Tribeca Film Review: ‘You Shall Not Sleep’

Uruguayan director Gustavo Hernandez made a splash in 2010 with “La casa muda,” a haunted-house thriller with the conceptual novelty of being ostensibly shot in a single, real-time take.

Now, with his third feature, “You Shall Not Sleep,” Hernandez moves into the mainstream of Spanish-language genre cinema, with a budget to match, but theresult is too glossy, contrived, and dependent on rote jump scares to raise much of a fright.No-budget “Casa Muda” had a clammy, ominous atmosphere; “We Shall Not Sleep,” despite good art direction and an abandoned-asylum setting, feels like a convoluted and inorganic rehash of horror tropes from the start.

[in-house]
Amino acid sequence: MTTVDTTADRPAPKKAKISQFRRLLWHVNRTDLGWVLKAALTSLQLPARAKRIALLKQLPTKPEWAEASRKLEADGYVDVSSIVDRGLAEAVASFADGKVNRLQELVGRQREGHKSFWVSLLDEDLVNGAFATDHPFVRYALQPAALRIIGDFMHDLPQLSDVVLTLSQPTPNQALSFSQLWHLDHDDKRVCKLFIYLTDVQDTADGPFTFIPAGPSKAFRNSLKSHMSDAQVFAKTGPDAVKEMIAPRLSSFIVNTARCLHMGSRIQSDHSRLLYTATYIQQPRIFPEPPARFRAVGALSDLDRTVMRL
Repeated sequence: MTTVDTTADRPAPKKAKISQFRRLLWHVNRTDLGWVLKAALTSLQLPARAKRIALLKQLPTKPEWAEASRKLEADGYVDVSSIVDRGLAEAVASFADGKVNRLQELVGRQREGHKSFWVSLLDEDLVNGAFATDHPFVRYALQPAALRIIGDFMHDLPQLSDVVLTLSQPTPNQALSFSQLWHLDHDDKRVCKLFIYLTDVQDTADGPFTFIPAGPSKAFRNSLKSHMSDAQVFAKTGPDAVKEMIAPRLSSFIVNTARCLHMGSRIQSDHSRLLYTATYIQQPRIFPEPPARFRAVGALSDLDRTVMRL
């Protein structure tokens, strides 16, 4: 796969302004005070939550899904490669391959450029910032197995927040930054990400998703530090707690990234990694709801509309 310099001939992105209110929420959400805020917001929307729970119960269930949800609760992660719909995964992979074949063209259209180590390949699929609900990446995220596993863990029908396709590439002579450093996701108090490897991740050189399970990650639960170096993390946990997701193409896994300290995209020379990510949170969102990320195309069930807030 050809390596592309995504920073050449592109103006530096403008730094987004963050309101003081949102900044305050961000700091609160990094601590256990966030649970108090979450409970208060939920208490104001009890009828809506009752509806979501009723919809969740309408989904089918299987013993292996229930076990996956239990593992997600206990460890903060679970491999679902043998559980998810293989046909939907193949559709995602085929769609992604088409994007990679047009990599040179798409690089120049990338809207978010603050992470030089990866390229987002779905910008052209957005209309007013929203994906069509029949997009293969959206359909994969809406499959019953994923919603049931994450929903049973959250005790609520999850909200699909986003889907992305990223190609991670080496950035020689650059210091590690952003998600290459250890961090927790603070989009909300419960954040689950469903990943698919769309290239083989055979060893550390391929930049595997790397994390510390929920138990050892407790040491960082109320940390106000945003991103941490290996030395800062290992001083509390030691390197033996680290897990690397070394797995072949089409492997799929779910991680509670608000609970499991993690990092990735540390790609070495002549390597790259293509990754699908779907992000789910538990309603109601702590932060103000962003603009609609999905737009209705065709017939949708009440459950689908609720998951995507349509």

That shouldn’t hurt its commercial prospects (it’s already opened in some South American countries and sold to other territories), but one hopes Hernandez regains some degree of creative idiosyncrasy in the future.In outline, at least, “Sleep” appears cut from the same conceptual cloth as the director’s prior work,

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